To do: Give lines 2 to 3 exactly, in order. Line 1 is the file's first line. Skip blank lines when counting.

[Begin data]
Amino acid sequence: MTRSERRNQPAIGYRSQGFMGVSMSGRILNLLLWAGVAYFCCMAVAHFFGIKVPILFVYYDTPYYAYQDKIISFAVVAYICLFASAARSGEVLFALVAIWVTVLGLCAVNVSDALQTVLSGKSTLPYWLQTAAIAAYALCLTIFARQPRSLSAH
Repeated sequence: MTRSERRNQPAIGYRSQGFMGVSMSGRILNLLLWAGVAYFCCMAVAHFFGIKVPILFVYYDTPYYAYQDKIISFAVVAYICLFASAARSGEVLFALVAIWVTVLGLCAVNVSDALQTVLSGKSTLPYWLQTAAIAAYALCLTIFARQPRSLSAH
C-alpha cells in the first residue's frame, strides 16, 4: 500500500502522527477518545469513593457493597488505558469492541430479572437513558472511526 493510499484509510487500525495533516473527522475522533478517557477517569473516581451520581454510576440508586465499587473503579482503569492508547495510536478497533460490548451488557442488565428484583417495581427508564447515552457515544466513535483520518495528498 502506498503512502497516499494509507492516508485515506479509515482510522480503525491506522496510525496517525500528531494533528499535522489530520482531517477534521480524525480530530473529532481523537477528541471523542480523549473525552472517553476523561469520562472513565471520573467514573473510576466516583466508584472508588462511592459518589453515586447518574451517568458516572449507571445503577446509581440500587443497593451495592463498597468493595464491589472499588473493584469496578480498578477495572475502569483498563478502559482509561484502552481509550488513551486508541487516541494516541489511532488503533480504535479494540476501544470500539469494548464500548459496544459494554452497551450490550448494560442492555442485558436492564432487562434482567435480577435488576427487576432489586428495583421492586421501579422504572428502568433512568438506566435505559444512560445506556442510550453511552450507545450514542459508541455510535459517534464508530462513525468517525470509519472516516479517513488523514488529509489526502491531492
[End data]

Repeated sequence: MTRSERRNQPAIGYRSQGFMGVSMSGRILNLLLWAGVAYFCCMAVAHFFGIKVPILFVYYDTPYYAYQDKIISFAVVAYICLFASAARSGEVLFALVAIWVTVLGLCAVNVSDALQTVLSGKSTLPYWLQTAAIAAYALCLTIFARQPRSLSAH
C-alpha cells in the first residue's frame, strides 16, 4: 500500500502522527477518545469513593457493597488505558469492541430479572437513558472511526 493510499484509510487500525495533516473527522475522533478517557477517569473516581451520581454510576440508586465499587473503579482503569492508547495510536478497533460490548451488557442488565428484583417495581427508564447515552457515544466513535483520518495528498 502506498503512502497516499494509507492516508485515506479509515482510522480503525491506522496510525496517525500528531494533528499535522489530520482531517477534521480524525480530530473529532481523537477528541471523542480523549473525552472517553476523561469520562472513565471520573467514573473510576466516583466508584472508588462511592459518589453515586447518574451517568458516572449507571445503577446509581440500587443497593451495592463498597468493595464491589472499588473493584469496578480498578477495572475502569483498563478502559482509561484502552481509550488513551486508541487516541494516541489511532488503533480504535479494540476501544470500539469494548464500548459496544459494554452497551450490550448494560442492555442485558436492564432487562434482567435480577435488576427487576432489586428495583421492586421501579422504572428502568433512568438506566435505559444512560445506556442510550453511552450507545450514542459508541455510535459517534464508530462513525468517525470509519472516516479517513488523514488529509489526502491531492